“We have learned to live in a world of mistakes and defective products as if they were necessary to life. It is time to adopt a new philosophy…” Dr. Edward Deming
Historically there have been massive deficiencies in what computer aided inspection (CAI), such as a CMM operating system, do for the evaluations of the engineering drawing specification in the effort to generate a reported value.
Chief among these issues has been the fact that many CMM operating systems use the alignment coordinate system, also known as a part coordinate system (PCS), as a proxy for a datum reference frame. This was a poor idea from its inception, but it was intuitive for the customer, and easy to program so the idea took root. A simple explanation of the differences involves pointing out the deficiencies of the PCS as a proxy (or substitute) for an actual datum reference frame. The axis of the alignment’s coordinate system can only point in one direction at a time with the intersection of these axis defining only one possible origin for the CMM. GD&T datum reference frames however, may require more than one fixed axis direction and the origin can often shift of float about feature like a cylinder or parallel plane width. The results are that these discrepancies in the software may report false passing or false failure values.
LK Metrology’s CAMIO software utilizes a truly independent datum reference frame. The datum reference frame and the alignment coordinate system will often have different constraints on the degrees of freedom, different origins, and even different directions for the X, Y, and Z axis. The ability to select between major standards is also provided under the software’s preference settings. ISO and ASME standards selection permit users of both global standards to determine how geometric tolerances should be applied. CAMIO’s preference selection dialog allows users to fulfill the engineer’s specification in ways legacy CAI software simply cannot.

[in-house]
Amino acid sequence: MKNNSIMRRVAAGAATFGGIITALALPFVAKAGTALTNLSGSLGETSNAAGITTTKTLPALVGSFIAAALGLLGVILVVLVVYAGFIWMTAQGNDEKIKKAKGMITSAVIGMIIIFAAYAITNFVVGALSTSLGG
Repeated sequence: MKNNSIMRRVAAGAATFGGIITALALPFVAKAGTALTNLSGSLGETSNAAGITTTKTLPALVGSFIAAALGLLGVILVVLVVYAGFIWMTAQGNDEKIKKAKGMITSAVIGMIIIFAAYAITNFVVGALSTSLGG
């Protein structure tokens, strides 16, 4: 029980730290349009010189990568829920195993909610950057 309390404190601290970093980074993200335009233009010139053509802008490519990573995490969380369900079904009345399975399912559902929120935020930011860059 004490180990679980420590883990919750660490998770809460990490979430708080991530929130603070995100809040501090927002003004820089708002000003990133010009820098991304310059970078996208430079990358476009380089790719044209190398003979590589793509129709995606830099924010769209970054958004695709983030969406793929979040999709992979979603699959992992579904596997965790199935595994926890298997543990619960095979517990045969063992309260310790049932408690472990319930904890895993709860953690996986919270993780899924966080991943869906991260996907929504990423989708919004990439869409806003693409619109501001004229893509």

It should be vital to the interest of quality professionals to have a solid understanding that measurement involves far more than probing parts or taking readings from metrology instruments. One definition of “measure” is: “to ascertain the extent, dimensions, quantity, capacity, etc., of, especially by comparison with a standard.” In the case if mechanical engineering the ISO and ASME dimensioning and tolerancing standards play a vital role in applying proper measurement.
In the past many CMM programmers have attempted to work around software deficiencies with different alignment and reporting methods. ASME Y14.5-2009 figure 7-5 can be used to discuss some of the gimmicks that have been applied to work past the deficiencies of the PCS.
In this first example the PCS was used as a proxy for a datum reference frame.
Because the drawing only has a one datum reference there are too few degrees of freedom constrained for the programmer to use only datum B as a PCS. The programmer chose the lower right-hand side hole (1 of 6) to align the workpiece. Minimal positional deviation is reported giving everyone a false sense of confidence in the part. This erroneous reporting will bleed into a false sense of confidence in the manufacturing process which may lead to lower rates of inspection as full production ramps up.
For a second example, the programmer again realizes that datum B alone offers too little constraint to define a PCS. In this scenario a plane, line, cylinder alignment was used with the cylinder of datum B being used only to define the X & Y origin in the PCS. In short, the axis of this PCS, compared to those in the first example, all point in slightly different directions. This also differs from the design requirements as the primary datum B sets axis direction and origins for the 2 other axis of the datum reference frame. This gimmick produces a higher deviation value for the position tolerance, however it is also incorrect. Both the first and second examples were programmed differently from the actual datum reference frame and thus report an incorrect value for the position tolerance. The design engineer, or customer, should be highly disappointed to find out that the design specifications are not being adhered to. The “solution”, using the PCS as a proxy for a datum just isn’t, and cannot be made to be, equivalent to using an actual datum reference frame.